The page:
Re-Framing RetroActive Composition

Students always benefit from more rhetorical analysis. This is a simple statement that our disciplinary identities, the connotations that automatically form in our brains as rhetoricians and writing teachers, perhaps might function to cloud. What I mean to say here is not that (or not only that) students benefit from more rhetorical analysis assignments being incorporated into the composition curriculum. Rather, what I’d like to spend some time outlining is a specific application and practice that can put into concrete process to enact a statement such as this one. Students benefit from rhetorical analysis, not only as an assignment but more deeply as an action. It’s the difference between a noun and a verb. My concern here is not with the rhetorical analysis assignment many of us assign, but rather with the act, the movement of analyzing, the operation one moves through when one deconstructs the rhetorical moves present in a composition, whether it be visual, sonic or language-based. Without a doubt, my composition courses lately have been leaning more toward the rhetoric in rhetoric and composition. It’s not that the composition aspect has been left out, but rather that my students already largely have this process in their communicational repertoire, as its been distilled in their minds and habits since a young age. Other teachers at previous levels of education have taught my students the composition process. Now, it’s my job to teach them why they do what they’ve been taught to do, and also how to do it more effectively.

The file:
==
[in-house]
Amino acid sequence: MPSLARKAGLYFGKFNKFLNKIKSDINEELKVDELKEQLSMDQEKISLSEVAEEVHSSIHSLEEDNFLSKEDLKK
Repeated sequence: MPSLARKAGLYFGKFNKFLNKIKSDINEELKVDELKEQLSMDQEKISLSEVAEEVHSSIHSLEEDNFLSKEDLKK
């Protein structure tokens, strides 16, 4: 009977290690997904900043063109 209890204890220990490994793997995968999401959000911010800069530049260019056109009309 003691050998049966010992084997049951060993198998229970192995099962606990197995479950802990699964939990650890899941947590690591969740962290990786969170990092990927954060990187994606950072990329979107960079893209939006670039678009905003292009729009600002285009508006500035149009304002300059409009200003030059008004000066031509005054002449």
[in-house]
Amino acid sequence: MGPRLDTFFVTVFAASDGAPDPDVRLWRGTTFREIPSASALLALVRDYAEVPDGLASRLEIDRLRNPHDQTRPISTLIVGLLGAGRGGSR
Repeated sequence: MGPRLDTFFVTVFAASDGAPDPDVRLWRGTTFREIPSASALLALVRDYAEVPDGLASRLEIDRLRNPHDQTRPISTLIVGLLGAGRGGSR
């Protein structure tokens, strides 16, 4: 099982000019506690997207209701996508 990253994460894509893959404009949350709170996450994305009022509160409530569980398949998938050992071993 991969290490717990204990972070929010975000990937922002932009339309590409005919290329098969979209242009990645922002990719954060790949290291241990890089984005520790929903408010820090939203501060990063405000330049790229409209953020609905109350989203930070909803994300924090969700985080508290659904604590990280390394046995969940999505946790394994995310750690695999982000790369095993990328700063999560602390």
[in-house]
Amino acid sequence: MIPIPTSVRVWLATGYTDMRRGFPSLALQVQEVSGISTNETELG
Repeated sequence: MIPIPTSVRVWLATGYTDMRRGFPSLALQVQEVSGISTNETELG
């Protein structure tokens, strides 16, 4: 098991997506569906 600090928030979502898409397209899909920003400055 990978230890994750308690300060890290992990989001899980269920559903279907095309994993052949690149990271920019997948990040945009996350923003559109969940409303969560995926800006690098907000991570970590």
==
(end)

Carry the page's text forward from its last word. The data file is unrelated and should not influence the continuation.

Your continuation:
I begin my typical semester with a reflection assignment, usually geared around either the class subtopic or on a literacy/social media autobiography. We then move quickly into a rhetorical analysis, likely not very different from what you’ve assigned in your own course. Essentially, what I’m after here is for students to be able to articulate not only what makes for a strong academic resource to use as research, evidence and support for their thesis statement and core argument, but also for them to isolate, identify, and name the specific actions their chosen writers/resources make that demonstrate them to be quality choices for a research project at the college level. Students go through and identify specific moments of ethos, pathos and logos, and then analyze them and explain their significance.

Obviously, this type of assignment is only one way in which to teach rhetoric. There are thousands more. Here, though, I’d like to outline and explain one way that I’ve begun to teach rhetoric retroactively rather than as preparation, which I’ve found many in rhetori and composition tend to do.

My proposal typically take two class sessions to maximize effectiveness and satisfactorily achieve learning outcomes. This is a chronological process. We move both slowly and quickly, both in patient, deliberate practice and in rapid, habit-building succession.

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First, we look at Anonymous Amy’s expository research essay that she wrote for me last semester. It uses a thesis statement to build an argument, which Anonymous Amy then supplements with six pages of research, analysis and explanation. Nothing extraordinary here. Anonymous Amy synthesizes her resources and research into a core takeaway: specific changes should be made to our immigration system if we are to cement our identify as a nation of immigrants in the current political and social era.